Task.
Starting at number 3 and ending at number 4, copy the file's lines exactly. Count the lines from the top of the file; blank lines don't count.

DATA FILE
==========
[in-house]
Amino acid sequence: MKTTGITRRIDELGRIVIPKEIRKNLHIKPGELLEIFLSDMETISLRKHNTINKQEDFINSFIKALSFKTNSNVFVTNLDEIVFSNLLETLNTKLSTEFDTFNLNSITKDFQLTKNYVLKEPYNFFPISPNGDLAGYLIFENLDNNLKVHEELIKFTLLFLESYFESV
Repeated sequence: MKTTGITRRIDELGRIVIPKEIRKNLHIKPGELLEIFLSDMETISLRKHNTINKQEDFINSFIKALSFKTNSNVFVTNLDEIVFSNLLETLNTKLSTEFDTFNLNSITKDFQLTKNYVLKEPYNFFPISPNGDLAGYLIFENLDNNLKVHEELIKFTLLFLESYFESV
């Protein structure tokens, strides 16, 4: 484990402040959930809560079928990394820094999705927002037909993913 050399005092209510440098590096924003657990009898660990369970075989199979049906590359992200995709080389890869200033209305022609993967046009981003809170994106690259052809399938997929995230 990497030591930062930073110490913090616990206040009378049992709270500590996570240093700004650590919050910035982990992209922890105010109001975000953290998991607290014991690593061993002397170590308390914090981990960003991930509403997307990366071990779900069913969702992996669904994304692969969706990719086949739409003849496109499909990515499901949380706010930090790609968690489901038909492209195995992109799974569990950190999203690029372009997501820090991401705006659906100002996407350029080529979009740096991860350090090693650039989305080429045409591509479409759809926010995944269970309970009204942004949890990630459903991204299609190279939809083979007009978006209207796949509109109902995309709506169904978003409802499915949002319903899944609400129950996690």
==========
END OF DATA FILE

Repeated sequence: MKTTGITRRIDELGRIVIPKEIRKNLHIKPGELLEIFLSDMETISLRKHNTINKQEDFINSFIKALSFKTNSNVFVTNLDEIVFSNLLETLNTKLSTEFDTFNLNSITKDFQLTKNYVLKEPYNFFPISPNGDLAGYLIFENLDNNLKVHEELIKFTLLFLESYFESV
């Protein structure tokens, strides 16, 4: 484990402040959930809560079928990394820094999705927002037909993913 050399005092209510440098590096924003657990009898660990369970075989199979049906590359992200995709080389890869200033209305022609993967046009981003809170994106690259052809399938997929995230 990497030591930062930073110490913090616990206040009378049992709270500590996570240093700004650590919050910035982990992209922890105010109001975000953290998991607290014991690593061993002397170590308390914090981990960003991930509403997307990366071990779900069913969702992996669904994304692969969706990719086949739409003849496109499909990515499901949380706010930090790609968690489901038909492209195995992109799974569990950190999203690029372009997501820090991401705006659906100002996407350029080529979009740096991860350090090693650039989305080429045409591509479409759809926010995944269970309970009204942004949890990630459903991204299609190279939809083979007009978006209207796949509109109902995309709506169904978003409802499915949002319903899944609400129950996690």